Taming Inflammation

Aaron Baker
Spinal Cord Injury Lifestyle Specialist | Shield HealthCare
08/15/17  9:30 AM PST
Taming Inflammation

How I Control and Prevent Chronic Inflammation

One of the many secondary complications to spinal cord injury I live with is inflammation within my body. Because my system functions sub-optimally, I am prone to extended periods of swelling in my extremities and digestive tract.

I have of course experienced a swollen ankle or knee, or a painful cut or abrasion that has been the source of temporary inflammation. That’s no big deal; it’s just my body’s natural immune response to ward off bacteria and heal the injury.

What concerns to me is chronic inflammation within my joints, muscles and organs. This is triggered by the immune system’s response to irritants, free-radicals or foreign compounds, often in food or the environment.

Rather that medicate synthetically, I use food to organically balance my body. Below you will find the “must-haves” I get at my grocery store.

My Anti-Inflammatory Food List:

Cruciferous Vegetables – I know, you’re wondering, “what does that mean?” Well, I categorize them this way: any vegetable that looks like a flower. Broccoli, Brussels sprouts, cauliflower, cabbage, kale, etc. As I have mentioned before, broccoli and cauliflower cause bloating for my body, so I stay away from those vegetables. However, a serving size of Brussels sprouts and kale work well, even aiding as a “broom” for my colon. I keep this in mind for the meals before my bowel program.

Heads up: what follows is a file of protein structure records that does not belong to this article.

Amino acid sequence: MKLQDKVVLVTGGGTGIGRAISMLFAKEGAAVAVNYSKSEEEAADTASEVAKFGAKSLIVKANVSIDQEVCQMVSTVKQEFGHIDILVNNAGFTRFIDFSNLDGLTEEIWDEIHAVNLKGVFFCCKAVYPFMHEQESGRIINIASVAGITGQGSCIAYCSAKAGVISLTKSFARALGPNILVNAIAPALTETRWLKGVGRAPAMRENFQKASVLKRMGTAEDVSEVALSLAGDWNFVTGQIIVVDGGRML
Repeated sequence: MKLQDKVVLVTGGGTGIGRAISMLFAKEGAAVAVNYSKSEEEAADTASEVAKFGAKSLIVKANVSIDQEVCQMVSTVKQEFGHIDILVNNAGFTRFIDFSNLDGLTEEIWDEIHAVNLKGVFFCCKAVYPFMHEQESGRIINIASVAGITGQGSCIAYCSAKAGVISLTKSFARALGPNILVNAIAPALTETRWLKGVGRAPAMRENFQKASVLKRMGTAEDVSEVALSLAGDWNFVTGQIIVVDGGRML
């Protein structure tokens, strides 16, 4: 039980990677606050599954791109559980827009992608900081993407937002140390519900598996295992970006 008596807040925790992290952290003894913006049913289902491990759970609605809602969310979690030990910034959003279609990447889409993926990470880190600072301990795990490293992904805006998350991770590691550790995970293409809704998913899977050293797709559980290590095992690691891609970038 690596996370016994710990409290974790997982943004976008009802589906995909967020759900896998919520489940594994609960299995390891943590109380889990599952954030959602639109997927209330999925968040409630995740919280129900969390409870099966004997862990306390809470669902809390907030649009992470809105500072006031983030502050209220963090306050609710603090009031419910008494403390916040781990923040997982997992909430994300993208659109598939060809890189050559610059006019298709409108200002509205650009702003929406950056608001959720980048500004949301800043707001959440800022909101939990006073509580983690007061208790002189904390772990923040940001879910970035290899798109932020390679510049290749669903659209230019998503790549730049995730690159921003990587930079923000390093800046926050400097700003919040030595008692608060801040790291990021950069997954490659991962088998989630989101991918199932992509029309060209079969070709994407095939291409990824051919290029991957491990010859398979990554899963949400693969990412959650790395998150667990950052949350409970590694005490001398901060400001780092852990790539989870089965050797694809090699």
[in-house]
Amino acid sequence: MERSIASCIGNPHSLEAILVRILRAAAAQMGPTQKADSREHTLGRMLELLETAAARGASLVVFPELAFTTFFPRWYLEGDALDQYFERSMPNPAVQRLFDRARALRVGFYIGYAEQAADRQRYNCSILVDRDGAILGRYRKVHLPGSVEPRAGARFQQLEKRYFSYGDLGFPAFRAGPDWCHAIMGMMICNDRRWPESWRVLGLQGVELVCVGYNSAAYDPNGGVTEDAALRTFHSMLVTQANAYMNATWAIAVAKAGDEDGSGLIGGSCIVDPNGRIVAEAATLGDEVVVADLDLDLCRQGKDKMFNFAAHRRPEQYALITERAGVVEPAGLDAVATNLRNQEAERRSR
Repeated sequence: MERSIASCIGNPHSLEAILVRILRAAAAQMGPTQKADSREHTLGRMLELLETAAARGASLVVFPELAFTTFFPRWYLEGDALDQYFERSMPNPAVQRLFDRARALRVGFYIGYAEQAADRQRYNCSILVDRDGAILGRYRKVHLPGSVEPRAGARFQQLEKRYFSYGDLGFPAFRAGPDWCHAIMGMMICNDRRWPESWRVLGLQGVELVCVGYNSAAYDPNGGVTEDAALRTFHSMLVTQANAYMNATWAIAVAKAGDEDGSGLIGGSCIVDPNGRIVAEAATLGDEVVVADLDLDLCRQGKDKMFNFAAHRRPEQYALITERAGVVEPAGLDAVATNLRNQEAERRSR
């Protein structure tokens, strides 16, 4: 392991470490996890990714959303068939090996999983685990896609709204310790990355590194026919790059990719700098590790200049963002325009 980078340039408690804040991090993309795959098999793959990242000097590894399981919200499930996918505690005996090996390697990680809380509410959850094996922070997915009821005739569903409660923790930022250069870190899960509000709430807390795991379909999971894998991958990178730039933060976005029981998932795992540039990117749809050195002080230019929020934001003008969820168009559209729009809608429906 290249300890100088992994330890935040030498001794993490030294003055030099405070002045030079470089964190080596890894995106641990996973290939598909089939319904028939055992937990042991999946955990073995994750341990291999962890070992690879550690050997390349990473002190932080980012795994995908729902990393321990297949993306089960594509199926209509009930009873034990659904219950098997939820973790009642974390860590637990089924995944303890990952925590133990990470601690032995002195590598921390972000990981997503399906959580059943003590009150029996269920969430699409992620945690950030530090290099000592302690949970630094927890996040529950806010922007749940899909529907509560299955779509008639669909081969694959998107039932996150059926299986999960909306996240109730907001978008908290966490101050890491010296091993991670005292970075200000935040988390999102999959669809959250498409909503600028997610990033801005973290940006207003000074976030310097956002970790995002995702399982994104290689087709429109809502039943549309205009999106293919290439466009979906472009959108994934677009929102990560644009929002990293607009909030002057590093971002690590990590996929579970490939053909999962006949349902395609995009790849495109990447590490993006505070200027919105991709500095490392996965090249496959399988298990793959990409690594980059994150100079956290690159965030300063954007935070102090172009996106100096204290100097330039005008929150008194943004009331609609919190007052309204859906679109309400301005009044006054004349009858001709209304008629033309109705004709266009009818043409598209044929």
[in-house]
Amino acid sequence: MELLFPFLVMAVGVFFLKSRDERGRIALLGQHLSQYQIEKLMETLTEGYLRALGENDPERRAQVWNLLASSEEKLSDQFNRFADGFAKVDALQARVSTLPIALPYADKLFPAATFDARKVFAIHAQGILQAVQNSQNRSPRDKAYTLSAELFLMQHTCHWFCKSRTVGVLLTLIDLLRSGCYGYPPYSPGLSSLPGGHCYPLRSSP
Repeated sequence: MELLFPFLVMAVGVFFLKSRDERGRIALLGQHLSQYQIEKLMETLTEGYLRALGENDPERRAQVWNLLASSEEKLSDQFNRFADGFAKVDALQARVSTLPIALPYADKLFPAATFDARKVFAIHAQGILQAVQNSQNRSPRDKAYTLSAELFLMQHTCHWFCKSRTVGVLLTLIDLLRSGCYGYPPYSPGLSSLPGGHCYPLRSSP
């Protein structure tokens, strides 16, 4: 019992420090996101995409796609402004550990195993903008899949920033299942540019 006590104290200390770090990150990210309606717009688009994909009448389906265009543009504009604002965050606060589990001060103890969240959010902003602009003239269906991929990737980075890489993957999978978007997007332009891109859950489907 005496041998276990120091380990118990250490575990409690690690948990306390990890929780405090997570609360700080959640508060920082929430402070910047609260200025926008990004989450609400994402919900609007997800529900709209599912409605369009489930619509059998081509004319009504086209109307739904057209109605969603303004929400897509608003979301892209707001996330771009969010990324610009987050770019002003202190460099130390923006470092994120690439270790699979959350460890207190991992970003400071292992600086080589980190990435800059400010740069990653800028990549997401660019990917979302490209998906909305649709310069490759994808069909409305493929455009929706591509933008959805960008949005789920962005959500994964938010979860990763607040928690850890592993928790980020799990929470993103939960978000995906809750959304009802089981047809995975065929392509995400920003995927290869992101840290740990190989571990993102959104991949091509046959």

Spinach – Not only does it provide a healthy dose of iron, but its bland taste is easy to conceal in scrambled eggs, smoothies, or rice dishes.

Avocado – It’s rare to find a person who doesn’t love avocados! For a healthy-fat snack before I work out, I will scoop out half an avocado and top with low-fat Italian dressing.

Tomatoes – This juicy fruit is a staple in my Italian wife’s kitchen. When they’re in season, we always have Roma or cherry tomatoes on hand .During the winter months, we use the canned tomatoes. Quick tip – look for canned tomatoes that read “organic” and “no salt” — pesticides and salt are inflammatories that can cause more pain than taste!

Extra-Virgin Olive Oil – Another pantry staple for our household which adds a dose of omega-3s to our diet. We also like to try other oils, such as grape seed oil and avocado oil, when cooking at high temperatures.

Turmeric – We add this seasoning to our roasted vegetables when preparing our weekly meals. Curry powder, cumin and fresh ginger are a wonderful addition we look to incorporate a few times a week.

Strawberries – A summer favorite! Actually, all berries provide anti-inflammatory agents, and if the season isn’t right, go for the frozen bags to add to your smoothies, yogurt or cereal in the mornings!

It goes without saying, but the cleaner and closer our diets are to nature, healthier and happier guts are more likely.

These foods fan the flames of inflammation. I try to limit:

  • Alcohol
  • Trans and saturated fats
  • Fried foods
  • Refined and processed carbohydrates (white bread, white rice, etc…)
  • Added sugars and salt
  • Artificial sweeteners and preservatives
  • High-fat and processed meats

As I sit and type this blog, I am sipping a diluted cocktail of four to six ounces of cold water with one tablespoon of apple cider vinegar. This helps aid my digestion and reduce inflammation from my strenuous exercise session earlier today.  I can feel my body craving fresh, raw vegetables, lean protein and carbs. I will listen and oblige: Dinner time!

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1 comment

  1. Very informative information. I also have spinal cord injury and always have high levels of inflammation in my body. Thanks for your contribution. I would love to learn more from you.

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